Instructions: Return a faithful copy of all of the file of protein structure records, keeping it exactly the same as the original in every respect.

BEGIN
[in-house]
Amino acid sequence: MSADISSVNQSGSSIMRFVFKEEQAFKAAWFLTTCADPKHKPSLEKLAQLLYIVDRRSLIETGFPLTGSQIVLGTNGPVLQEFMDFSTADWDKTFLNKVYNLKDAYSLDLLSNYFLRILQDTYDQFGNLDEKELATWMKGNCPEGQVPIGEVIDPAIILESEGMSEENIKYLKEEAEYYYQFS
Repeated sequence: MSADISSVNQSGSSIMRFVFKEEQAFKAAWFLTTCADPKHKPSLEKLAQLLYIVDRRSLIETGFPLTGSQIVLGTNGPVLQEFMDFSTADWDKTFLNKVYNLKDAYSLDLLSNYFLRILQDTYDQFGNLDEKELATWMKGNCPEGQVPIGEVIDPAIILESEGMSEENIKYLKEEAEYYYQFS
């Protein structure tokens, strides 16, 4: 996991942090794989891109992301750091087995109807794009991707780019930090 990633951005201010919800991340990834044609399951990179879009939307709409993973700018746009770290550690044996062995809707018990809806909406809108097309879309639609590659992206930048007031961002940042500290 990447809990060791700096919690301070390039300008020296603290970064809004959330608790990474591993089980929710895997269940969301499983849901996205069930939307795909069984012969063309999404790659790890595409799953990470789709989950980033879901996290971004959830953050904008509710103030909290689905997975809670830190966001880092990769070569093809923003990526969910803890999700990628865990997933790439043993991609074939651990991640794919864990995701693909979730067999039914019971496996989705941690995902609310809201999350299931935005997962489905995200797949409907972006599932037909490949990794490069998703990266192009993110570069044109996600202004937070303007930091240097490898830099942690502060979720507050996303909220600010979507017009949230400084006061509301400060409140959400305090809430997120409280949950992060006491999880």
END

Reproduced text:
[in-house]
Amino acid sequence: MSADISSVNQSGSSIMRFVFKEEQAFKAAWFLTTCADPKHKPSLEKLAQLLYIVDRRSLIETGFPLTGSQIVLGTNGPVLQEFMDFSTADWDKTFLNKVYNLKDAYSLDLLSNYFLRILQDTYDQFGNLDEKELATWMKGNCPEGQVPIGEVIDPAIILESEGMSEENIKYLKEEAEYYYQFS
Repeated sequence: MSADISSVNQSGSSIMRFVFKEEQAFKAAWFLTTCADPKHKPSLEKLAQLLYIVDRRSLIETGFPLTGSQIVLGTNGPVLQEFMDFSTADWDKTFLNKVYNLKDAYSLDLLSNYFLRILQDTYDQFGNLDEKELATWMKGNCPEGQVPIGEVIDPAIILESEGMSEENIKYLKEEAEYYYQFS
């Protein structure tokens, strides 16, 4: 996991942090794989891109992301750091087995109807794009991707780019930090 990633951005201010919800991340990834044609399951990179879009939307709409993973700018746009770290550690044996062995809707018990809806909406809108097309879309639609590659992206930048007031961002940042500290 990447809990060791700096919690301070390039300008020296603290970064809004959330608790990474591993089980929710895997269940969301499983849901996205069930939307795909069984012969063309999404790659790890595409799953990470789709989950980033879901996290971004959830953050904008509710103030909290689905997975809670830190966001880092990769070569093809923003990526969910803890999700990628865990997933790439043993991609074939651990991640794919864990995701693909979730067999039914019971496996989705941690995902609310809201999350299931935005997962489905995200797949409907972006599932037909490949990794490069998703990266192009993110570069044109996600202004937070303007930091240097490898830099942690502060979720507050996303909220600010979507017009949230400084006061509301400060409140959400305090809430997120409280949950992060006491999880």